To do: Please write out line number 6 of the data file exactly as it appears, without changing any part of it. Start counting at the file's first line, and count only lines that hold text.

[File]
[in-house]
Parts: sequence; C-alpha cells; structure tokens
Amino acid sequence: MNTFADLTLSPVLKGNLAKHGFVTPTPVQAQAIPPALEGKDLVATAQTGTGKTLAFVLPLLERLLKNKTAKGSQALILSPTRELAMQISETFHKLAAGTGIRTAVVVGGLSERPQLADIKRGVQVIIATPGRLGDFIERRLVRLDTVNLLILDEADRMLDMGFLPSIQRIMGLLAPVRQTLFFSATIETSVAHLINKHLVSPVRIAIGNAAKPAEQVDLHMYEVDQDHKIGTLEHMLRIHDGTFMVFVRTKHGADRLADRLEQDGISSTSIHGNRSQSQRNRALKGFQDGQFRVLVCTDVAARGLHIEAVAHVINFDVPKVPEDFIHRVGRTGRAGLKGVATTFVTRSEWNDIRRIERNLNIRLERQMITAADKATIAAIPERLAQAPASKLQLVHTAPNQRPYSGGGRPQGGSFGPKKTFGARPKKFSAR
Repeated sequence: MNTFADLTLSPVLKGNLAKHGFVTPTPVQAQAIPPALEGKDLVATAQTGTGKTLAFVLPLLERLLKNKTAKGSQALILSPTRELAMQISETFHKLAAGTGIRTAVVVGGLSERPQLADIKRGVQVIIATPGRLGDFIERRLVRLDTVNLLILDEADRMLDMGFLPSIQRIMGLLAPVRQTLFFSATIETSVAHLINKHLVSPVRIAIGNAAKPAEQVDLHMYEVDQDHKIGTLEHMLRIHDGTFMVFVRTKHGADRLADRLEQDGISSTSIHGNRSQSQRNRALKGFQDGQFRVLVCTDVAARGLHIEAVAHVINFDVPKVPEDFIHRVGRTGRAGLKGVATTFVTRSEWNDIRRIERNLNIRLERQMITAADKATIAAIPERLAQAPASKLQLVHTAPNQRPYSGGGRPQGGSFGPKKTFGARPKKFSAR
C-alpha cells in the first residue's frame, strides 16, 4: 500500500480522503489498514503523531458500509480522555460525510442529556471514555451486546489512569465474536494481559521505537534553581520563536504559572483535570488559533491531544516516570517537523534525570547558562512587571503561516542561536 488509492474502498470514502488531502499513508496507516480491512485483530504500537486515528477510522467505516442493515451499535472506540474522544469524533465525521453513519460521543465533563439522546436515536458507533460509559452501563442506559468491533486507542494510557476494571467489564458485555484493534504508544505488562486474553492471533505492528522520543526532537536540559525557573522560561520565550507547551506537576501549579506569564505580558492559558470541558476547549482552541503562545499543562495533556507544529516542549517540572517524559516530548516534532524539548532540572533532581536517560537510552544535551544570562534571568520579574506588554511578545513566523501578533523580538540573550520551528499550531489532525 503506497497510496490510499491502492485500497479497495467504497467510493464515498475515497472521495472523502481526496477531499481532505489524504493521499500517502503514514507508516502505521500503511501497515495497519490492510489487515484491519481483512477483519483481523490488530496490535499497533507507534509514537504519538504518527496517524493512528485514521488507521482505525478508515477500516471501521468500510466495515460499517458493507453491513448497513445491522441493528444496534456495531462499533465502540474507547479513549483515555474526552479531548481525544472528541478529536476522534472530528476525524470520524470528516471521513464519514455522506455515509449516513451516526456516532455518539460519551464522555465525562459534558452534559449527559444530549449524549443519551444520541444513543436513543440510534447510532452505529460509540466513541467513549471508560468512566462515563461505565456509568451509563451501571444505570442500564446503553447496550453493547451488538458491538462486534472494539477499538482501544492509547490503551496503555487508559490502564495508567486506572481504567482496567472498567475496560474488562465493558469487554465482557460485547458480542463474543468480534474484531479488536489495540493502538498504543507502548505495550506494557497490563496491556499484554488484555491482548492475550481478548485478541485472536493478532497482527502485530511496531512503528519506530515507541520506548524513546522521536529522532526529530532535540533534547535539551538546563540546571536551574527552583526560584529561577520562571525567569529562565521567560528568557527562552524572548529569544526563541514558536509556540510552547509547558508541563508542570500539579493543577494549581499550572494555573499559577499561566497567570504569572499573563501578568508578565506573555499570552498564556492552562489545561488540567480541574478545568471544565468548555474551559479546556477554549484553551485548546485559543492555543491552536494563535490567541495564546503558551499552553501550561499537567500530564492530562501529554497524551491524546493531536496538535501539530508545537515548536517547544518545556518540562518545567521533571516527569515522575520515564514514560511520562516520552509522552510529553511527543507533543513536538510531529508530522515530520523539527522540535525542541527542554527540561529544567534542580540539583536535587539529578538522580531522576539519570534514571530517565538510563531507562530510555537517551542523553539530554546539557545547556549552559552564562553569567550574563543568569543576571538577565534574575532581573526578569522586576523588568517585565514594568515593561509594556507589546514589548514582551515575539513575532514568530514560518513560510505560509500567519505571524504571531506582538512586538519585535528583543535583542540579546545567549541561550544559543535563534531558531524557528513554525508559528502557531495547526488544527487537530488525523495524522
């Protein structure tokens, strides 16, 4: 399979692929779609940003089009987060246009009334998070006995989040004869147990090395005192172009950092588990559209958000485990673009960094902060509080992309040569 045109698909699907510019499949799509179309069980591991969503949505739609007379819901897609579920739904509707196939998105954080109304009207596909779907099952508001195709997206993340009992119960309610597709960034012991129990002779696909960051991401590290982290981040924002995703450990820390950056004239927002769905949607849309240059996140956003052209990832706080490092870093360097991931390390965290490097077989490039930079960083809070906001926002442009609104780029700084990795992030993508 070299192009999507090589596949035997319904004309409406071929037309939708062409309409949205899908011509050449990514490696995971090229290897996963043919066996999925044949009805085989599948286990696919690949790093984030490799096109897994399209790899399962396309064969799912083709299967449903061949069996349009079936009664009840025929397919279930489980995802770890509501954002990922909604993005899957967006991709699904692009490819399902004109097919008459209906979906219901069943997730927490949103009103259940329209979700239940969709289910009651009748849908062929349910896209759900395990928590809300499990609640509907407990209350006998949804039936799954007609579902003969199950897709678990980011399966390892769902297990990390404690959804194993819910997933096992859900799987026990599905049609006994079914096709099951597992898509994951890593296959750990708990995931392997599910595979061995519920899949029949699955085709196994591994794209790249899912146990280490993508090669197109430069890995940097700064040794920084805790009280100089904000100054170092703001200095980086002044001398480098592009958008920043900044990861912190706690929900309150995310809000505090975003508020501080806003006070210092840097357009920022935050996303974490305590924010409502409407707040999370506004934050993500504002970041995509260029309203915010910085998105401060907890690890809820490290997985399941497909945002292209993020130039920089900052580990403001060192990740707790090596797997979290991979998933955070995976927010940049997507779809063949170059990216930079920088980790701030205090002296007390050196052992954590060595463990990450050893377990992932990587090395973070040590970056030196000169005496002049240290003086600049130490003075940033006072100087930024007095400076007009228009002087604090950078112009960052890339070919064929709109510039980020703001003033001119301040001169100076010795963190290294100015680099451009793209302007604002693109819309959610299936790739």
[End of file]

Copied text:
């Protein structure tokens, strides 16, 4: 399979692929779609940003089009987060246009009334998070006995989040004869147990090395005192172009950092588990559209958000485990673009960094902060509080992309040569 045109698909699907510019499949799509179309069980591991969503949505739609007379819901897609579920739904509707196939998105954080109304009207596909779907099952508001195709997206993340009992119960309610597709960034012991129990002779696909960051991401590290982290981040924002995703450990820390950056004239927002769905949607849309240059996140956003052209990832706080490092870093360097991931390390965290490097077989490039930079960083809070906001926002442009609104780029700084990795992030993508 070299192009999507090589596949035997319904004309409406071929037309939708062409309409949205899908011509050449990514490696995971090229290897996963043919066996999925044949009805085989599948286990696919690949790093984030490799096109897994399209790899399962396309064969799912083709299967449903061949069996349009079936009664009840025929397919279930489980995802770890509501954002990922909604993005899957967006991709699904692009490819399902004109097919008459209906979906219901069943997730927490949103009103259940329209979700239940969709289910009651009748849908062929349910896209759900395990928590809300499990609640509907407990209350006998949804039936799954007609579902003969199950897709678990980011399966390892769902297990990390404690959804194993819910997933096992859900799987026990599905049609006994079914096709099951597992898509994951890593296959750990708990995931392997599910595979061995519920899949029949699955085709196994591994794209790249899912146990280490993508090669197109430069890995940097700064040794920084805790009280100089904000100054170092703001200095980086002044001398480098592009958008920043900044990861912190706690929900309150995310809000505090975003508020501080806003006070210092840097357009920022935050996303974490305590924010409502409407707040999370506004934050993500504002970041995509260029309203915010910085998105401060907890690890809820490290997985399941497909945002292209993020130039920089900052580990403001060192990740707790090596797997979290991979998933955070995976927010940049997507779809063949170059990216930079920088980790701030205090002296007390050196052992954590060595463990990450050893377990992932990587090395973070040590970056030196000169005496002049240290003086600049130490003075940033006072100087930024007095400076007009228009002087604090950078112009960052890339070919064929709109510039980020703001003033001119301040001169100076010795963190290294100015680099451009793209302007604002693109819309959610299936790739």